The Science Journal of the American Association for Respiratory Care

2009 OPEN FORUM Abstracts

BENCH STUDY OF THE DRAGER APOLLO ANESTHESIA MACHINES FLOW DELIVERY

Joel M. Brown, John Emberger; Christiana Care Health System, Newark, DE

Background: Inhaled isoflurane therapy is often used in the management of patients with severe status asthmaticus (SA). At our facility we have recently began to use the Draeger Apollo® Inhalation Anesthesia Machine (Apollo), a bellows driven anesthesia ventilator, to deliver inhaled isoflurane to SA patients. In addition to lung sounds, changes in PIP and Raw are often used to assess the effectiveness of inhaled isoflurane therapy. The Apollo does not consistantly use a sqaure flow pattern during volume ventilation. This inconsistancy makes it difficult to calculate Raw and forces the clinician to rely on PIP and lung sounds to assess the effectiveness of therapy. The purpose of this study is to assess the flow characteristics of the Apollo and observe its effects on PIP. Methods: This bench study was performed using a test lung (Michigan Instruments Inc.) with the lung compliance set at 50 mL/cm H20. The Novametrix NICO® Cardiopulmonary Management System was used to obtain PIP and peak inspiratory flow at the test lung. The Draeger Evita® 4 was used as our control (square flow ICU ventilator). Each trial was performed using Volume SIMV, RR=12 and PEEP=5 with the following variables: set Vt’s of 300 and 500, inspiratory times (It) of 0.5 and 1.0 seconds, and fixed airway resistors of 5, 20, 50 cm H20/L/sec. Results: A total of 3 trials were completed. The peak flow and PIP produced by the Apollo were consistently higher than those delivered by the control. The peak flow produced by the Apollo increased when the resistance on the test lung was increased. The resulting PIP from the Apollo had a direct correlation with the control’s PIP as the resistance on the test lung changed (R2=0.973 at 0.5 sec It, and R2=0.998 at 1.0 sec It). The flow time graphic from the Apollo changed from a square waveform to an accelerating waveform as the resistance on the test lung increased (see attached graphic) Conclusion: Our data indicates that the Apollo will increase the peak inspiratory flow and change from a square to an accelerating flow pattern if the airway resistance increases. These automated changes resulted in higher PIP’s than those of the square flow control ventilator. When changing a patient from a fixed flow ventilator to the Apollo it is important to recognize these tendencies in order to properly assess the effect of the ordered therapy. Sponsored Research - None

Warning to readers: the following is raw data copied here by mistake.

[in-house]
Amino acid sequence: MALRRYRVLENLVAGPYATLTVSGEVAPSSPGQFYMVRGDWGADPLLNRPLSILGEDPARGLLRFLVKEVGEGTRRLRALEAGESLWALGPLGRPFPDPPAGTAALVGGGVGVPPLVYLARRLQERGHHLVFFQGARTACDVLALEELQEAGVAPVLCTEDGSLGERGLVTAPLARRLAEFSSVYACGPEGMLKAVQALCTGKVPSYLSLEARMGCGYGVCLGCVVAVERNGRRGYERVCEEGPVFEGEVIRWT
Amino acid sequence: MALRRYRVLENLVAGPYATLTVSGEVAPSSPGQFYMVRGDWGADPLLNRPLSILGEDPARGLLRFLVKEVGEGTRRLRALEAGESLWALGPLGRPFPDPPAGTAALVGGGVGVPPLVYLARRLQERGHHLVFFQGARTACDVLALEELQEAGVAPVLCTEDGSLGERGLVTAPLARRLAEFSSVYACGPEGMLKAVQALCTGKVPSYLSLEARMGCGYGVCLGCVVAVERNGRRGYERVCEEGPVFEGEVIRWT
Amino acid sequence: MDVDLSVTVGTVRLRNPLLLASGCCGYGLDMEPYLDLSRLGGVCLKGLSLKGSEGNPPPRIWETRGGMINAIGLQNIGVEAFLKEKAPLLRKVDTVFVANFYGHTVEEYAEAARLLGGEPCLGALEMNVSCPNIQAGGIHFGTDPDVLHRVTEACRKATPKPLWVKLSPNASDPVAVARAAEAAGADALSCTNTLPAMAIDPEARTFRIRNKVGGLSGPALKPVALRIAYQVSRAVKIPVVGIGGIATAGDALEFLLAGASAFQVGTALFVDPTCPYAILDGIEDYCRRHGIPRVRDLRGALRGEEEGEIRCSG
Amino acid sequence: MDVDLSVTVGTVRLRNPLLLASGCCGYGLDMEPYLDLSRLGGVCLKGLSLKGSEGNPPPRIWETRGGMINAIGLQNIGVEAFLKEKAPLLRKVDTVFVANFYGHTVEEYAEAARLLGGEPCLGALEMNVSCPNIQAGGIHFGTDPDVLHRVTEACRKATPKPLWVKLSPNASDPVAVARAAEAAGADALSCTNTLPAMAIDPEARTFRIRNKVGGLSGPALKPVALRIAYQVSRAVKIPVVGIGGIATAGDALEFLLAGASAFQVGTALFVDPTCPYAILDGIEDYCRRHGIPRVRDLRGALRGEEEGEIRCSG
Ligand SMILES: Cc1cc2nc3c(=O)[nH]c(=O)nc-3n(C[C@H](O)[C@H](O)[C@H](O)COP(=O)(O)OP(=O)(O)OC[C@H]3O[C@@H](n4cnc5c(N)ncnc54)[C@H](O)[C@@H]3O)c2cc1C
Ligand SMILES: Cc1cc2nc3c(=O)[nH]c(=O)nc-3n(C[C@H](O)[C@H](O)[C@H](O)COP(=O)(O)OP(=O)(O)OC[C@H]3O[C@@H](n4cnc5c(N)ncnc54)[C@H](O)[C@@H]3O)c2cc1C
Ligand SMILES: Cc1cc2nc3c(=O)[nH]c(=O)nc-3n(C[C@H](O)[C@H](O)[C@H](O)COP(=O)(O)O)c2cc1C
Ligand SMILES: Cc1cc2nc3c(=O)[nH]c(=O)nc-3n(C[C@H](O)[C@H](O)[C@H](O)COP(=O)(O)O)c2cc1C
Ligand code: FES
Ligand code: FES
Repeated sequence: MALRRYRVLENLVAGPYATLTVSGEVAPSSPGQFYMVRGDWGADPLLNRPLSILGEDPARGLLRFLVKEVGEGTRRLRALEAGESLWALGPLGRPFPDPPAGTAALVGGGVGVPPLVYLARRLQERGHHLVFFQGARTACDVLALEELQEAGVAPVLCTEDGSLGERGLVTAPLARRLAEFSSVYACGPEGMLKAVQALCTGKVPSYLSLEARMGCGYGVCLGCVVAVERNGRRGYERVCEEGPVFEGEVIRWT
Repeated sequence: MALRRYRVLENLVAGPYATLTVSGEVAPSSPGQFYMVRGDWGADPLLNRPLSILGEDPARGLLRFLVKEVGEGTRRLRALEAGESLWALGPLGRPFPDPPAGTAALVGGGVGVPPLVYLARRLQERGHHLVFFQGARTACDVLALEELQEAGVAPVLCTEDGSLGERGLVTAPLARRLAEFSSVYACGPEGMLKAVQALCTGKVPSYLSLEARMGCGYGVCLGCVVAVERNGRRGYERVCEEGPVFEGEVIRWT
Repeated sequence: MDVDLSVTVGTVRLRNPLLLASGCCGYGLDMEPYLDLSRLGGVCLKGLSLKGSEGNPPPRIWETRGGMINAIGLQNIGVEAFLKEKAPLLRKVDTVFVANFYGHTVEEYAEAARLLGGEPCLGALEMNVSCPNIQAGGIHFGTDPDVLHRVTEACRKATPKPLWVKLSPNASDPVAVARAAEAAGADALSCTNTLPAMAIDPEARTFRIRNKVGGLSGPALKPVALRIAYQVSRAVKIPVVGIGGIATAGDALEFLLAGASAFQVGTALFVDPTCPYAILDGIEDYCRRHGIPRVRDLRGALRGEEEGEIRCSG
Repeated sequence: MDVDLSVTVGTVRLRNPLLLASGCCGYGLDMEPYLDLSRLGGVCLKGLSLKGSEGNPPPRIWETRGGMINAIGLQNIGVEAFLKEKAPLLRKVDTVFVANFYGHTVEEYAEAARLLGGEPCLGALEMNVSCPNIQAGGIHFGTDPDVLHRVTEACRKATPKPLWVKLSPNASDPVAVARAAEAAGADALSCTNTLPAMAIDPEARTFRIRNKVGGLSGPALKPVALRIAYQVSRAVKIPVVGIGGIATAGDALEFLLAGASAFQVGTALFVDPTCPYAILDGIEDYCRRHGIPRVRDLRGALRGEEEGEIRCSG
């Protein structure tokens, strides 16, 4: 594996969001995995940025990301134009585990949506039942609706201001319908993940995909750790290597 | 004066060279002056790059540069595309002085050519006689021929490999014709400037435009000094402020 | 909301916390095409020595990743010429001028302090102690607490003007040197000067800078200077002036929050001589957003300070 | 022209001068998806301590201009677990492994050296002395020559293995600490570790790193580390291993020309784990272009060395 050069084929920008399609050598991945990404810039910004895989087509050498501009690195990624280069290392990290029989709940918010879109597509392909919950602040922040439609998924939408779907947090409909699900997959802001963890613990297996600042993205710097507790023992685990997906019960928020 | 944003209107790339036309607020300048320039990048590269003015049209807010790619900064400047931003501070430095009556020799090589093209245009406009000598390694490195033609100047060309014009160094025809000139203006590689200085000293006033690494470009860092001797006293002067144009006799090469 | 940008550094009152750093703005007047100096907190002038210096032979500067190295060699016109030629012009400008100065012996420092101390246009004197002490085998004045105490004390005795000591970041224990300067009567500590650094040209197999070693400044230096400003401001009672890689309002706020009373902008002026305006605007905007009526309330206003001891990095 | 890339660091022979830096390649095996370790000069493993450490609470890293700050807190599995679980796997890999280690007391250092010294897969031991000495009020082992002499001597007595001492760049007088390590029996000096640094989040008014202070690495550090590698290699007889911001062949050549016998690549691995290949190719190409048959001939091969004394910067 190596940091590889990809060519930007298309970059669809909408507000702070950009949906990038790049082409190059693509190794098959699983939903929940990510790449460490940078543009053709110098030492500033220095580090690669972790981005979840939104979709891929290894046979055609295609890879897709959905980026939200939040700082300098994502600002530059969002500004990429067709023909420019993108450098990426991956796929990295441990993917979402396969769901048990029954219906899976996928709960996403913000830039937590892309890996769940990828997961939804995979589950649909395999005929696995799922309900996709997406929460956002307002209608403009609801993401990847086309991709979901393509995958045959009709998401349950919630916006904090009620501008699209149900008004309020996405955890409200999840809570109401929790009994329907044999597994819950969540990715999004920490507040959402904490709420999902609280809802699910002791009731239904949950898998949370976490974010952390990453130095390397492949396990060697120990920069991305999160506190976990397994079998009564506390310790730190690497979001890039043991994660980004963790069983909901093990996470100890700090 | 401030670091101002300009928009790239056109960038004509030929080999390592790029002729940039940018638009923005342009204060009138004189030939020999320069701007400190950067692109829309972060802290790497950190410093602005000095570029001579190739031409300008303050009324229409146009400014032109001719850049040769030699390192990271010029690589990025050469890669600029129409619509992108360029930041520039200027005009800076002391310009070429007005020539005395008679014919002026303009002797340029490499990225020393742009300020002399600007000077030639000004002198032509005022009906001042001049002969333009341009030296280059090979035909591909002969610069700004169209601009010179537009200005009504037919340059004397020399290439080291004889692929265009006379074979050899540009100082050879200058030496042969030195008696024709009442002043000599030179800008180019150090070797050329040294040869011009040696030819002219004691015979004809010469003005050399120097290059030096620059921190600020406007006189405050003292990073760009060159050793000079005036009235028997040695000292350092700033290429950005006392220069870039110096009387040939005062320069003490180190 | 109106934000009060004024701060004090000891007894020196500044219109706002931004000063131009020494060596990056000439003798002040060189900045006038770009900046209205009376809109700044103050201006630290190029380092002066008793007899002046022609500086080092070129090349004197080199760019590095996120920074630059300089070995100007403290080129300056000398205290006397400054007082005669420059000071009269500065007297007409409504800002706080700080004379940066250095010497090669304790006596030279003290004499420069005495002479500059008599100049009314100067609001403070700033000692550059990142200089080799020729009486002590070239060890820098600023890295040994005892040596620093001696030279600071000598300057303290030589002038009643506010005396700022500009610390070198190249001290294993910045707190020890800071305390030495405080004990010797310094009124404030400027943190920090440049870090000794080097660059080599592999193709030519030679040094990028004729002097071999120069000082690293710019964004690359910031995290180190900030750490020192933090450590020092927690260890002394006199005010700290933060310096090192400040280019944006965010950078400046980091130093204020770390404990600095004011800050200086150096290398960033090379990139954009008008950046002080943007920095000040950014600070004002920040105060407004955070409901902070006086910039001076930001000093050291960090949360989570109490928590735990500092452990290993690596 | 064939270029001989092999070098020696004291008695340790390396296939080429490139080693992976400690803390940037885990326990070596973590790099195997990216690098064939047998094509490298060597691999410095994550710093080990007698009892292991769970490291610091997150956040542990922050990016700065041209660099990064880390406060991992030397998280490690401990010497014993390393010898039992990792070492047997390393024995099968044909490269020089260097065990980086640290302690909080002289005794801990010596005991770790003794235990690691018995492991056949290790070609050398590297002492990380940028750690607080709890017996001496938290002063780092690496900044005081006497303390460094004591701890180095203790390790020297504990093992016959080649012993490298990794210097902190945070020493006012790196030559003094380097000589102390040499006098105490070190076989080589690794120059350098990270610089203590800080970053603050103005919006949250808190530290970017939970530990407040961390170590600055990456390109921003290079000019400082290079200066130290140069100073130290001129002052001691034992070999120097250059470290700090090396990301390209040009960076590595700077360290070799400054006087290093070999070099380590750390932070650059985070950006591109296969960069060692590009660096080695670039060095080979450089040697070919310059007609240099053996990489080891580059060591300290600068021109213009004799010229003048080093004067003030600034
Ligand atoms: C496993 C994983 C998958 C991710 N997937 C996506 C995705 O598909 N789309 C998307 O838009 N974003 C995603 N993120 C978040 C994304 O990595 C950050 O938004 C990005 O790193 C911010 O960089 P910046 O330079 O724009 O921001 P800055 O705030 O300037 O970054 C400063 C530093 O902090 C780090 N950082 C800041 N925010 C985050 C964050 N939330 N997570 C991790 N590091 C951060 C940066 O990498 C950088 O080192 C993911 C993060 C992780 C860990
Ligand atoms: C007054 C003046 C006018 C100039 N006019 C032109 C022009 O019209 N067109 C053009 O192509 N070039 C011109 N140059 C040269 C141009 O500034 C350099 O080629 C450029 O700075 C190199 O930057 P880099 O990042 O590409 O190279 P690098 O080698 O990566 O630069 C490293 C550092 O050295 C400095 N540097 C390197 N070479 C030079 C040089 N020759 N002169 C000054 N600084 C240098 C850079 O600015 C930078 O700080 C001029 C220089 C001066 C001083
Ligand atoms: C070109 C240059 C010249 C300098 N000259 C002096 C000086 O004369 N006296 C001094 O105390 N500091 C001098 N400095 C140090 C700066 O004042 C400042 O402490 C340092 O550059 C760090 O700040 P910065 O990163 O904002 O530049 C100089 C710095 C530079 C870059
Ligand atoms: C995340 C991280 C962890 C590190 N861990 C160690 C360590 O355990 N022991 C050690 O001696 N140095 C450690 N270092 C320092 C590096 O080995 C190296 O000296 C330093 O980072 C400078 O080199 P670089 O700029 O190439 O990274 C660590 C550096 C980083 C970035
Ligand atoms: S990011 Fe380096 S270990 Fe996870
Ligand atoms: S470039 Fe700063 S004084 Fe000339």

Graph#1. This graph depicts 2 single breath flow vs. time (seconds) waveforms delivered by the Apollo (SIMV Volume Control Vt=300, It=0.5sec, and PEEP=5).

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